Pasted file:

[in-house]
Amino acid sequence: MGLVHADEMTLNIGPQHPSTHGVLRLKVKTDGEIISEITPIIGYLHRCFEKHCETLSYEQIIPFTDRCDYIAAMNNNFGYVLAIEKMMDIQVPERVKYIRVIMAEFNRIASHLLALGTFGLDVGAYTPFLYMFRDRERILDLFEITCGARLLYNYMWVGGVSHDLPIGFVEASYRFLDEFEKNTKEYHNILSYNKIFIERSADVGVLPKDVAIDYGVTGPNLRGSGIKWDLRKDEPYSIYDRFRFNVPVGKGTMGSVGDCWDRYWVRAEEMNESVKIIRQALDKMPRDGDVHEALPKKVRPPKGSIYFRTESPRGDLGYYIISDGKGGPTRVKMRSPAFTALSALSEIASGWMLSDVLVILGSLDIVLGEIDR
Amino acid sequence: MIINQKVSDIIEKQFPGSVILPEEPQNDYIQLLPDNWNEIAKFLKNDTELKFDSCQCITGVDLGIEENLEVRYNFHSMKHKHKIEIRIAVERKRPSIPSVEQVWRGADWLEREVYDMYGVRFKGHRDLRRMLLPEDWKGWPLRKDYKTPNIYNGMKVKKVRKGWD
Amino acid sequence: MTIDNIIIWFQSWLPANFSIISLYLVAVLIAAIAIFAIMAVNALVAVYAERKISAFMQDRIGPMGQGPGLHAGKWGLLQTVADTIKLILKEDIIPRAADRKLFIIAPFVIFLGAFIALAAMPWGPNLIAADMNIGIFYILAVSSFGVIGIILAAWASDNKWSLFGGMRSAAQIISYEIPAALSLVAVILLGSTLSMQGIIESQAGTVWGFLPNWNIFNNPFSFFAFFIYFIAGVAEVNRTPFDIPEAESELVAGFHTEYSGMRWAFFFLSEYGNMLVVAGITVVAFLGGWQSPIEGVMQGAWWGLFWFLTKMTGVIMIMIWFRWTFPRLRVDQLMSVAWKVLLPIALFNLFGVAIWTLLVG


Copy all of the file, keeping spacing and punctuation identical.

[in-house]
Amino acid sequence: MGLVHADEMTLNIGPQHPSTHGVLRLKVKTDGEIISEITPIIGYLHRCFEKHCETLSYEQIIPFTDRCDYIAAMNNNFGYVLAIEKMMDIQVPERVKYIRVIMAEFNRIASHLLALGTFGLDVGAYTPFLYMFRDRERILDLFEITCGARLLYNYMWVGGVSHDLPIGFVEASYRFLDEFEKNTKEYHNILSYNKIFIERSADVGVLPKDVAIDYGVTGPNLRGSGIKWDLRKDEPYSIYDRFRFNVPVGKGTMGSVGDCWDRYWVRAEEMNESVKIIRQALDKMPRDGDVHEALPKKVRPPKGSIYFRTESPRGDLGYYIISDGKGGPTRVKMRSPAFTALSALSEIASGWMLSDVLVILGSLDIVLGEIDR
Amino acid sequence: MIINQKVSDIIEKQFPGSVILPEEPQNDYIQLLPDNWNEIAKFLKNDTELKFDSCQCITGVDLGIEENLEVRYNFHSMKHKHKIEIRIAVERKRPSIPSVEQVWRGADWLEREVYDMYGVRFKGHRDLRRMLLPEDWKGWPLRKDYKTPNIYNGMKVKKVRKGWD
Amino acid sequence: MTIDNIIIWFQSWLPANFSIISLYLVAVLIAAIAIFAIMAVNALVAVYAERKISAFMQDRIGPMGQGPGLHAGKWGLLQTVADTIKLILKEDIIPRAADRKLFIIAPFVIFLGAFIALAAMPWGPNLIAADMNIGIFYILAVSSFGVIGIILAAWASDNKWSLFGGMRSAAQIISYEIPAALSLVAVILLGSTLSMQGIIESQAGTVWGFLPNWNIFNNPFSFFAFFIYFIAGVAEVNRTPFDIPEAESELVAGFHTEYSGMRWAFFFLSEYGNMLVVAGITVVAFLGGWQSPIEGVMQGAWWGLFWFLTKMTGVIMIMIWFRWTFPRLRVDQLMSVAWKVLLPIALFNLFGVAIWTLLVG